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Chapter 11: The Whole and Holy Circle

“The center in the midst of conditions” is a very subtle expression. The center is omnipresent; everything is contained in it; it is connected with the release of the whole process of creation.

Fixating contemplation is indispensable; it ensures the making fast of the enlightenment. Only one must not stay sitting rigidly if worldly thoughts come up, but one must examine where the thought is, where it began, and where it fades out. Nothing is gained by pushing reflection further. One must be content to see where the thought arose, and not seek beyond the point of origin; for to find the heart-consciousness, to get behind consciousness with conscious-ness - that cannot be done. Together we want to bring the states of the heart to rest, that is true contemplation. What contradicts it is false contemplation. That leads to no goal. When the flight of the thoughts keeps extending further, one should stop and begin contemplating. Let one con-template and then start fixating again. That is the double method of making fast the enlightenment. It means the circulation of the light. The circulation is fixation. The light is contemplation. Fixation without contemplation is circulation without light. Contemplation without fixation is light without circulation! Take note of that!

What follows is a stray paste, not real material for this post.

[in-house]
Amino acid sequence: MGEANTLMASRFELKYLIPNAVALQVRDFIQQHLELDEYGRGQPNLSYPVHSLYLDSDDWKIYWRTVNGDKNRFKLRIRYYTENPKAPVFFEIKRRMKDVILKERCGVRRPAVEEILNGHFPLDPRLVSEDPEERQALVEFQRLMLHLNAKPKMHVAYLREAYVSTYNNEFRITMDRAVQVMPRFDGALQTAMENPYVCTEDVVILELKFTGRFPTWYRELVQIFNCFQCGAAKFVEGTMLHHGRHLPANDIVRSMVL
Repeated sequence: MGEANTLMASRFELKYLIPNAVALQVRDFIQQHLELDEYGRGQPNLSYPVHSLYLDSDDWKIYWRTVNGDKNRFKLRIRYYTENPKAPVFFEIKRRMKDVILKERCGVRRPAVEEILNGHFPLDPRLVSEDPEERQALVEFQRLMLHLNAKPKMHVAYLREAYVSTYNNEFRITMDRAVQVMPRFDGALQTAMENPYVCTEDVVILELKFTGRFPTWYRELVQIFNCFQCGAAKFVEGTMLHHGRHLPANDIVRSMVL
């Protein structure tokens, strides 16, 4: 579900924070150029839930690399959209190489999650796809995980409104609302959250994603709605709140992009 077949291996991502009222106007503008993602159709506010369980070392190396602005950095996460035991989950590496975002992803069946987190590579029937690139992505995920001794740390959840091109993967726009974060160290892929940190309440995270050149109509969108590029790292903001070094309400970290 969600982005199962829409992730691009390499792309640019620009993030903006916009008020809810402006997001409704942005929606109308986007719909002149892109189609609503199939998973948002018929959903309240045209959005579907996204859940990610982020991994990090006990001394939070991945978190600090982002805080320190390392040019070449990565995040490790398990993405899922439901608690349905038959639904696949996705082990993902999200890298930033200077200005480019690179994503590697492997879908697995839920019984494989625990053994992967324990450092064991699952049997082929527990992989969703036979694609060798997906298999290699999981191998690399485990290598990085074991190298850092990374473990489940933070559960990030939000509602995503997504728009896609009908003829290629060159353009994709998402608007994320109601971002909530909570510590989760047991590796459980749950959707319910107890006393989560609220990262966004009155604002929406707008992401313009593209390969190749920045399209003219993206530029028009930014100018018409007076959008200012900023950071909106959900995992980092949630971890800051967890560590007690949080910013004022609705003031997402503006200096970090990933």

A blind man visited his friends. It was dark when he left, and they gave him a lantern.

“Thank you, but I don’t need it. Light or dark, it is all the same to me.”

“Yes, but carry it anyway so people won’t bump into you.”

Off he went, and soon someone collided with him and shouted, “Why don’t you look where you’re going?”

“Why don’t you see my lantern!”

“Sorry, brother,” said the other, “your candle went out.”

The scriptures in the hands of people who don’t know what meditation is, are just like a lantern in the hands of a blind man - utterly useless - and the blind man cannot know whether the lantern is still lit or not. He will simply be carrying an unnecessary weight - in fact, not helpful at all; on the contrary, it can be a hindrance. If the blind man had been moving without the lantern he would have been more careful, more cautious. Because of the lantern in his hand, he must have been walking as if he had eyes, he must have put all caution aside.

That’s what has happened to humanity at large: people have the Bible, the Koran, the Gita - these are lamps of immense beauty and light, but your eyes are blind. And the Gita is five thousand years old - the light went out long long ago. When Krishna died the light went out. So is the case with the Bible and the Koran and all the other holy scriptures of the world: when the master dies, the light goes out.

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